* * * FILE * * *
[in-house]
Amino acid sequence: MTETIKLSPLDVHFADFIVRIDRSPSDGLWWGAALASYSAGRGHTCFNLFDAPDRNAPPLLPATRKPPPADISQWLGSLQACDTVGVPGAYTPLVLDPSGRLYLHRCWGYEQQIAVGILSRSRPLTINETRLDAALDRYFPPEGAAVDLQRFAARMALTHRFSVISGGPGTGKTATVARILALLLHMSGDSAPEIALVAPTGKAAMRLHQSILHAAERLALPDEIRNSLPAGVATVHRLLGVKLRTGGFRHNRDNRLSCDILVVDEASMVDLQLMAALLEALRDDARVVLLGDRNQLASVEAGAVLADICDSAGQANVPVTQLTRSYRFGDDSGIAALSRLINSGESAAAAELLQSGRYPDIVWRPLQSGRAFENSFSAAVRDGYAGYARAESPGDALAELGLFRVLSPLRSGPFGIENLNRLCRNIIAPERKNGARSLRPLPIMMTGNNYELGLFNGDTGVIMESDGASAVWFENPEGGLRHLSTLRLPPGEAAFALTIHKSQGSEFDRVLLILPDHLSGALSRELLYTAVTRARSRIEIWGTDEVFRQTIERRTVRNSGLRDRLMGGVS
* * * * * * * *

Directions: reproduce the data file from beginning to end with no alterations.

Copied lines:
[in-house]
Amino acid sequence: MTETIKLSPLDVHFADFIVRIDRSPSDGLWWGAALASYSAGRGHTCFNLFDAPDRNAPPLLPATRKPPPADISQWLGSLQACDTVGVPGAYTPLVLDPSGRLYLHRCWGYEQQIAVGILSRSRPLTINETRLDAALDRYFPPEGAAVDLQRFAARMALTHRFSVISGGPGTGKTATVARILALLLHMSGDSAPEIALVAPTGKAAMRLHQSILHAAERLALPDEIRNSLPAGVATVHRLLGVKLRTGGFRHNRDNRLSCDILVVDEASMVDLQLMAALLEALRDDARVVLLGDRNQLASVEAGAVLADICDSAGQANVPVTQLTRSYRFGDDSGIAALSRLINSGESAAAAELLQSGRYPDIVWRPLQSGRAFENSFSAAVRDGYAGYARAESPGDALAELGLFRVLSPLRSGPFGIENLNRLCRNIIAPERKNGARSLRPLPIMMTGNNYELGLFNGDTGVIMESDGASAVWFENPEGGLRHLSTLRLPPGEAAFALTIHKSQGSEFDRVLLILPDHLSGALSRELLYTAVTRARSRIEIWGTDEVFRQTIERRTVRNSGLRDRLMGGVS